The following conclusions flow from the examination above—
a.   The Pushpanjali Farm Owners & Residents Welfare Assn(FORWA) is legally entitled to prosecute this complaint on behalf of the farm owners.
b.   The unilateral decision not to provide the country club was communicated to the farm purchasers for the first time on 19.3.1995. Therefore, the cause of action arose on that date. Accordingly, the question of limitation does not arise, in so far as the issue of the country club is concerned.
c.   There was sufficient cause/justification for delay in execution of development works. Hence, no cause of action would arise in the hands of the farm owners on this issue.
d.   The country club was projected and committed as a special feature of the Pushpanjali Farms, marketed by the OP. The commitment to provide it has been admitted by the OP. Therefore, failure to provide it for nearly 15 years and the subsequent unilateral decision to withdraw this commitment, are both highly unjustifiable. This conduct of the OP amounts to deficiency of service as well as an unfair trade practice.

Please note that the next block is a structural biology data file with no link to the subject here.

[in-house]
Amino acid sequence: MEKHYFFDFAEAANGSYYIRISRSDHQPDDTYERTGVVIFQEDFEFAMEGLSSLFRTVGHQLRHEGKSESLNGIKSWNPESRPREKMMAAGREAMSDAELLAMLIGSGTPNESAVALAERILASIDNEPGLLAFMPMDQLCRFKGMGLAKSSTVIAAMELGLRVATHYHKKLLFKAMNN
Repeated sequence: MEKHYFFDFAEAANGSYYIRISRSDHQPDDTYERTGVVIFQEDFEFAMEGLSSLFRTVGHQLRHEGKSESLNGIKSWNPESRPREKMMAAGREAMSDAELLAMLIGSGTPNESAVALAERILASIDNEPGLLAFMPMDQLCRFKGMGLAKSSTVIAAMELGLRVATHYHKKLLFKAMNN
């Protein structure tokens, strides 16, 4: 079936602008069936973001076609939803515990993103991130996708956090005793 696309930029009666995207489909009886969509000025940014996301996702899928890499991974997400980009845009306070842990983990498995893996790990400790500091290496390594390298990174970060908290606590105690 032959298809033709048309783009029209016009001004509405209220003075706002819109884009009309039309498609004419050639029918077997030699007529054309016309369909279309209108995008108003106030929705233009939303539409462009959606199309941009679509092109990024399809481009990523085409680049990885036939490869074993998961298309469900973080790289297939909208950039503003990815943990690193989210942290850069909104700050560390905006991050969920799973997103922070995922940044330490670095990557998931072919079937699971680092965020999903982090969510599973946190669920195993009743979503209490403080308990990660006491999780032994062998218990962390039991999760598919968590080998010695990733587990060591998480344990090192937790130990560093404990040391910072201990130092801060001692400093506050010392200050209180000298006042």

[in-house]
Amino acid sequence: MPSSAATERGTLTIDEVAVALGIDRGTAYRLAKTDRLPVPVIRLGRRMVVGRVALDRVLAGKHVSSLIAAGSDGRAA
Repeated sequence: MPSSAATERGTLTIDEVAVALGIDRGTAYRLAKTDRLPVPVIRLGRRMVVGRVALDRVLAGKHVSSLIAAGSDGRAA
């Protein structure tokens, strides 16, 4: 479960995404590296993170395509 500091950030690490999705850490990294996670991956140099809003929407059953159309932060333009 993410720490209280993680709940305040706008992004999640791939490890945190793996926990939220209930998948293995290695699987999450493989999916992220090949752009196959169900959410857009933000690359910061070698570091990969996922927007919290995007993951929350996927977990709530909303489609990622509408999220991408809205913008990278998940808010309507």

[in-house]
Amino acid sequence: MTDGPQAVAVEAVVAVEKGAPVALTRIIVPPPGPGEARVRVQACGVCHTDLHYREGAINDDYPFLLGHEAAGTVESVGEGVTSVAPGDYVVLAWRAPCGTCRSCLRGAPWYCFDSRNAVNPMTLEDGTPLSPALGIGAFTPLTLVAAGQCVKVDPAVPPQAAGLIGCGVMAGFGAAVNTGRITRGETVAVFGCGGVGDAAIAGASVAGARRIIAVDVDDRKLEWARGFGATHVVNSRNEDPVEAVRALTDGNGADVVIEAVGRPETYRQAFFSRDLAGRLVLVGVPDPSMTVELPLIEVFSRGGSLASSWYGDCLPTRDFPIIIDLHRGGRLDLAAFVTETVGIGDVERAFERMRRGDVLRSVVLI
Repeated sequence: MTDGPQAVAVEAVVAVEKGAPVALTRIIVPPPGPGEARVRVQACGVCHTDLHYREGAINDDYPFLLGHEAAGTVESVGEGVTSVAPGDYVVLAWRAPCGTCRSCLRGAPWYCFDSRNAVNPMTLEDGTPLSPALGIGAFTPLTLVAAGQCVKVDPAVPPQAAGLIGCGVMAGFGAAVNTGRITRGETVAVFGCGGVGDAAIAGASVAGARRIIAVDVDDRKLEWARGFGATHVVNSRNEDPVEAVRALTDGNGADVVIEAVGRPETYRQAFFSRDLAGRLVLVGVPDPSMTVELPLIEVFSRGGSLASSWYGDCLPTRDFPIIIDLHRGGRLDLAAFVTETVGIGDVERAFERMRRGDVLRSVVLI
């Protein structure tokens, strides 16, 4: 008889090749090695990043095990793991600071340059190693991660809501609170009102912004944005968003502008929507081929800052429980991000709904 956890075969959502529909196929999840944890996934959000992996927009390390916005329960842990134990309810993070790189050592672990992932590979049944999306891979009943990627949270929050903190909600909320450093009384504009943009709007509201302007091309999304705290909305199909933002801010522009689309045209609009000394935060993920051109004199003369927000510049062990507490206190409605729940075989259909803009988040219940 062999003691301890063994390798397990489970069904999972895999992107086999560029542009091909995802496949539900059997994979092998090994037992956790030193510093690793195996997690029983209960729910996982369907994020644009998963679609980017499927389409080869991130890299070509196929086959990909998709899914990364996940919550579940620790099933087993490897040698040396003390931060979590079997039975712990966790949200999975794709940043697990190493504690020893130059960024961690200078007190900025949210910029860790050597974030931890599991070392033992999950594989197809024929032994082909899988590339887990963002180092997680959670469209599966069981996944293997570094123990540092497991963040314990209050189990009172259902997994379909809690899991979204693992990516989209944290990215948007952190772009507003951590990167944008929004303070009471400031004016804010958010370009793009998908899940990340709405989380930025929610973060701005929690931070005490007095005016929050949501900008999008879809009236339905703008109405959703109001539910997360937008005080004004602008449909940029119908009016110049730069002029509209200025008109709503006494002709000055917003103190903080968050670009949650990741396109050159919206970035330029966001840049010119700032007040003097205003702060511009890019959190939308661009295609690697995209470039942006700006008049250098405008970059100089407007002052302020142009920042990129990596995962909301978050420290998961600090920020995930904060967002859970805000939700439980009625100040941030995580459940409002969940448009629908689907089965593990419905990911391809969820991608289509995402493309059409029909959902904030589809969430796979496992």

30.    We finally come to the question whether the complainant is entitled to the relief as prayed or any other relief would be appropriate in the facts and circumstance of this case.  Even in the case of a statutory authority compensation has been held to be payable for unreasonable delays in accomplishment of the announced scheme or for failure to perform the promise held out to the claimants. Thus, in Ghaziabad Development Authority vs. Union of India & Anr. , (2000) 6 SCC 113, it was held that in a case where the Court or the Consumer Commission has found the authority guilty of having unreasonably delayed the accomplishment of the announced scheme or guilty of failure to perform the promise held out to the claimants, relief can be granted. In Om Prakash Vs. Assistant Engineer, Haryana Agro., (1994)(3) SCC 504,  the Apex Court has observed that:-